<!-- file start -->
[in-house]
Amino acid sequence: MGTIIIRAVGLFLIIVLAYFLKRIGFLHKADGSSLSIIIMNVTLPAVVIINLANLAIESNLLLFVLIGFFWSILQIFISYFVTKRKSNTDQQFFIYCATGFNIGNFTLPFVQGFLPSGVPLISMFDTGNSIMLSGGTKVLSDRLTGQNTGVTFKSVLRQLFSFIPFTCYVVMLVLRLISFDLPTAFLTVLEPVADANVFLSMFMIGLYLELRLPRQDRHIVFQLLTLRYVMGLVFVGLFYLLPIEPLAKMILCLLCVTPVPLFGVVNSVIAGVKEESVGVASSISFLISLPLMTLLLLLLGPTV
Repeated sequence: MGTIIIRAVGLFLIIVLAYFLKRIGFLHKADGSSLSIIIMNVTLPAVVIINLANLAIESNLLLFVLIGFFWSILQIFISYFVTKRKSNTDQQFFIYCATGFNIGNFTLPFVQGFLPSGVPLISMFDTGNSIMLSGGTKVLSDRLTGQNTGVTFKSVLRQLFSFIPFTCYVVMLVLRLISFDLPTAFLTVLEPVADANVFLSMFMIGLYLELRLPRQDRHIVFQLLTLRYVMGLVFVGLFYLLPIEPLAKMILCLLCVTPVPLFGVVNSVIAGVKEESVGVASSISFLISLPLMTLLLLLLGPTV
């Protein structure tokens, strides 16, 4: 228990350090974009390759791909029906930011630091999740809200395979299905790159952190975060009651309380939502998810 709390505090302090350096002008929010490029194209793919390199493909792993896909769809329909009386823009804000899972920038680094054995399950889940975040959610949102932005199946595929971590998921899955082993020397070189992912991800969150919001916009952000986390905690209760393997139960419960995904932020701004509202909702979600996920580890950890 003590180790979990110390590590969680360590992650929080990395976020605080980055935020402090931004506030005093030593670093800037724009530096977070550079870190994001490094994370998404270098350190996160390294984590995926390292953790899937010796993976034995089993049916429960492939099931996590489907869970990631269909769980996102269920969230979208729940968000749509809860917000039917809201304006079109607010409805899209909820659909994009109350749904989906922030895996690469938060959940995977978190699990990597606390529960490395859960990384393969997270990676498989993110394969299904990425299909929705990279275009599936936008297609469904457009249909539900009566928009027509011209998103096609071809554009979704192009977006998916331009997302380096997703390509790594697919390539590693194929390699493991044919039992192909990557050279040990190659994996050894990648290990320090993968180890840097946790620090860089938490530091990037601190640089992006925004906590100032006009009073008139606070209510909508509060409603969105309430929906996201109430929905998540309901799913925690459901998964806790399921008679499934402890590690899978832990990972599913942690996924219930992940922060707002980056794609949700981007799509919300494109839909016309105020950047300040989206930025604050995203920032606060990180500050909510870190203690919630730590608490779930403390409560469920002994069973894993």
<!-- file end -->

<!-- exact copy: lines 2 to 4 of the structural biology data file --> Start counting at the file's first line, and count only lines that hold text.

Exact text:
Amino acid sequence: MGTIIIRAVGLFLIIVLAYFLKRIGFLHKADGSSLSIIIMNVTLPAVVIINLANLAIESNLLLFVLIGFFWSILQIFISYFVTKRKSNTDQQFFIYCATGFNIGNFTLPFVQGFLPSGVPLISMFDTGNSIMLSGGTKVLSDRLTGQNTGVTFKSVLRQLFSFIPFTCYVVMLVLRLISFDLPTAFLTVLEPVADANVFLSMFMIGLYLELRLPRQDRHIVFQLLTLRYVMGLVFVGLFYLLPIEPLAKMILCLLCVTPVPLFGVVNSVIAGVKEESVGVASSISFLISLPLMTLLLLLLGPTV
Repeated sequence: MGTIIIRAVGLFLIIVLAYFLKRIGFLHKADGSSLSIIIMNVTLPAVVIINLANLAIESNLLLFVLIGFFWSILQIFISYFVTKRKSNTDQQFFIYCATGFNIGNFTLPFVQGFLPSGVPLISMFDTGNSIMLSGGTKVLSDRLTGQNTGVTFKSVLRQLFSFIPFTCYVVMLVLRLISFDLPTAFLTVLEPVADANVFLSMFMIGLYLELRLPRQDRHIVFQLLTLRYVMGLVFVGLFYLLPIEPLAKMILCLLCVTPVPLFGVVNSVIAGVKEESVGVASSISFLISLPLMTLLLLLLGPTV
């Protein structure tokens, strides 16, 4: 228990350090974009390759791909029906930011630091999740809200395979299905790159952190975060009651309380939502998810 709390505090302090350096002008929010490029194209793919390199493909792993896909769809329909009386823009804000899972920038680094054995399950889940975040959610949102932005199946595929971590998921899955082993020397070189992912991800969150919001916009952000986390905690209760393997139960419960995904932020701004509202909702979600996920580890950890 003590180790979990110390590590969680360590992650929080990395976020605080980055935020402090931004506030005093030593670093800037724009530096977070550079870190994001490094994370998404270098350190996160390294984590995926390292953790899937010796993976034995089993049916429960492939099931996590489907869970990631269909769980996102269920969230979208729940968000749509809860917000039917809201304006079109607010409805899209909820659909994009109350749904989906922030895996690469938060959940995977978190699990990597606390529960490395859960990384393969997270990676498989993110394969299904990425299909929705990279275009599936936008297609469904457009249909539900009566928009027509011209998103096609071809554009979704192009977006998916331009997302380096997703390509790594697919390539590693194929390699493991044919039992192909990557050279040990190659994996050894990648290990320090993968180890840097946790620090860089938490530091990037601190640089992006925004906590100032006009009073008139606070209510909508509060409603969105309430929906996201109430929905998540309901799913925690459901998964806790399921008679499934402890590690899978832990990972599913942690996924219930992940922060707002980056794609949700981007799509919300494109839909016309105020950047300040989206930025604050995203920032606060990180500050909510870190203690919630730590608490779930403390409560469920002994069973894993």